Review Essay: Willful Blindness by Margaret Heffernan, part 3
Animals: Tradition - Philosophy - Religion Article from


Stephen Kaufman, M.D., Christian Vegetarian Association (CVA)

Review Essay: Willful Blindness by Margaret Heffernan, part 3

Last essay I discussed the Milgram experiments, in which subjects persisted in delivering what they thought were severe electric shocks to a person who was acting as if they were very painful. The subjects could have stopped the experiment at any time, but the experimenter insisted that they go on, and most did. Skeptics argued that the subjects might have suspected that the person “receiving” the shocks was actually acting. Perhaps subjects continued because they knew they weren’t harming anyone.
To test this possibility, researchers had 13 men and 13 women deliver actual shocks to a “cute fluffy puppy.” At the lowest shock levels, the puppy moved feet and occasionally barked. The second shock levels resulted in the puppy running and barking, and at the third level the puppy howled and barked. Though subjects could have stopped shocking the puppy at any time, most of the men and all of the women delivered the maximum shocks.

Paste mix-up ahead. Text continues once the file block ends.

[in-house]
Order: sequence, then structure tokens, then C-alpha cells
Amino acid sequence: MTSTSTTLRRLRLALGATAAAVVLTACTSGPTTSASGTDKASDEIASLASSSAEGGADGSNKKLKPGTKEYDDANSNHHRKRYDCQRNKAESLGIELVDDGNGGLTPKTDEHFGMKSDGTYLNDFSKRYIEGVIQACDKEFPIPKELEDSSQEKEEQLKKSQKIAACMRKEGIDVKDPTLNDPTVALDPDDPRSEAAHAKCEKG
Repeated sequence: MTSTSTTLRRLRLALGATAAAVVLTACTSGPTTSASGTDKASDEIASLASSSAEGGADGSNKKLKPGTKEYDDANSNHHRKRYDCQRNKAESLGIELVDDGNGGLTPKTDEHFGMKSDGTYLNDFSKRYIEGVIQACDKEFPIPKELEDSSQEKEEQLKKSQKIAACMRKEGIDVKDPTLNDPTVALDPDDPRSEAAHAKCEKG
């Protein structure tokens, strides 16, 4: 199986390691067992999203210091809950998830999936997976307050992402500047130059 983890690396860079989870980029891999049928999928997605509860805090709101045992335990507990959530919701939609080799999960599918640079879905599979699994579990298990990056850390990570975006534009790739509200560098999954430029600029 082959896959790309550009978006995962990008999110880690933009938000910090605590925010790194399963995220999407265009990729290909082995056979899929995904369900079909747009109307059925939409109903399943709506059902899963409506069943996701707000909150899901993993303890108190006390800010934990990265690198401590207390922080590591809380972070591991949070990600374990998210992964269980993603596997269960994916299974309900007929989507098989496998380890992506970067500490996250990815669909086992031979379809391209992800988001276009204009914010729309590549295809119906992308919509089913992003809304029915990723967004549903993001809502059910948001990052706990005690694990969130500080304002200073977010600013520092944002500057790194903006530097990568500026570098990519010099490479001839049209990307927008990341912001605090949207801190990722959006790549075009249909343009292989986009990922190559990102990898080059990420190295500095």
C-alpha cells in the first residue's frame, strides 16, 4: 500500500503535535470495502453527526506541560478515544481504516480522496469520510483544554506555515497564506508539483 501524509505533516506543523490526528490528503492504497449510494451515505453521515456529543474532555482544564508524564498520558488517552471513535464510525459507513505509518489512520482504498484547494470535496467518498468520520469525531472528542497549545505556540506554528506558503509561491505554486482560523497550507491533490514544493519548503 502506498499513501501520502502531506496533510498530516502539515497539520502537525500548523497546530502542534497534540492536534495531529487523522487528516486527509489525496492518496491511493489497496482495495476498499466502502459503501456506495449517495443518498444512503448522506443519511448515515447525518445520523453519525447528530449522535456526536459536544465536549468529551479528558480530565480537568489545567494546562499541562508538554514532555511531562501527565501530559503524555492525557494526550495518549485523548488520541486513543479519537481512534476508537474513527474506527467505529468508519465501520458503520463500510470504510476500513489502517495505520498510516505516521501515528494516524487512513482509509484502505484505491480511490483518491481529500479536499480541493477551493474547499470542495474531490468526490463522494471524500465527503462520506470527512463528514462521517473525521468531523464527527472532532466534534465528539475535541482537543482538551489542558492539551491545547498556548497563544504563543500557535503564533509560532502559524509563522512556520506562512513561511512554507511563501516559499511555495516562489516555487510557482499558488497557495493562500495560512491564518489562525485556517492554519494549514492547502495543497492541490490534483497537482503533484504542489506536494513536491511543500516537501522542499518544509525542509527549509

An interesting aspect of the Milgram experiments is that, just as subjects deferred to the researcher’s instructions, researchers deferred to science and the scientific method as their guide to perform experiments that were very traumatic for unsuspecting volunteers. During the experiment, many subjects were clearly distressed as they delivered what they thought were painful shocks. Subsequent to the experiment, many subjects struggled to come to terms with what they had done. I know of one subject who was deeply traumatized by the experience.
As one might expect, if researchers are willing to subject humans to such an experience, they would not shy away from subjecting a nonhuman person to misery. Indeed, as vivisection goes the experiment on the puppy was less traumatic than most. I think, among other things, the Milgram experiments illustrate that human and nonhuman victimization go hand-in-hand. 

Go on to: Sins of Omission versus Sins of Commission, part 1
Return to: Reflection on the Lectionary, Table of Contents 

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